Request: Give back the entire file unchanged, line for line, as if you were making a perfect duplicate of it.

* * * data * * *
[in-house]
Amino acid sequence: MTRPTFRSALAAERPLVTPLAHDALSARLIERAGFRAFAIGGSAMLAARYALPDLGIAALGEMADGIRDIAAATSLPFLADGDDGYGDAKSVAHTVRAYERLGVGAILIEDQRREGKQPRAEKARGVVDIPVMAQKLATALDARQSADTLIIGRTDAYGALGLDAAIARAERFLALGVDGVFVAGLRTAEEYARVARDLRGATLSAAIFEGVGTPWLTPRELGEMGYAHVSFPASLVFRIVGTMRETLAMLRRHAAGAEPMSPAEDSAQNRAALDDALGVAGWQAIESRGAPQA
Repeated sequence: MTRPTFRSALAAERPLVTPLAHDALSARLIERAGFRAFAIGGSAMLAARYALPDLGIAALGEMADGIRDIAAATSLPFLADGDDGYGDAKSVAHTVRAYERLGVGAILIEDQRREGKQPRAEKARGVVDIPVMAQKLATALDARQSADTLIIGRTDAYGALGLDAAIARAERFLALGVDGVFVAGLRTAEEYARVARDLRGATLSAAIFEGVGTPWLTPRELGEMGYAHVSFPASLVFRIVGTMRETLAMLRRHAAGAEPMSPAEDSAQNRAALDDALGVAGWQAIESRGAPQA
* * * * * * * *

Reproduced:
[in-house]
Amino acid sequence: MTRPTFRSALAAERPLVTPLAHDALSARLIERAGFRAFAIGGSAMLAARYALPDLGIAALGEMADGIRDIAAATSLPFLADGDDGYGDAKSVAHTVRAYERLGVGAILIEDQRREGKQPRAEKARGVVDIPVMAQKLATALDARQSADTLIIGRTDAYGALGLDAAIARAERFLALGVDGVFVAGLRTAEEYARVARDLRGATLSAAIFEGVGTPWLTPRELGEMGYAHVSFPASLVFRIVGTMRETLAMLRRHAAGAEPMSPAEDSAQNRAALDDALGVAGWQAIESRGAPQA
Repeated sequence: MTRPTFRSALAAERPLVTPLAHDALSARLIERAGFRAFAIGGSAMLAARYALPDLGIAALGEMADGIRDIAAATSLPFLADGDDGYGDAKSVAHTVRAYERLGVGAILIEDQRREGKQPRAEKARGVVDIPVMAQKLATALDARQSADTLIIGRTDAYGALGLDAAIARAERFLALGVDGVFVAGLRTAEEYARVARDLRGATLSAAIFEGVGTPWLTPRELGEMGYAHVSFPASLVFRIVGTMRETLAMLRRHAAGAEPMSPAEDSAQNRAALDDALGVAGWQAIESRGAPQA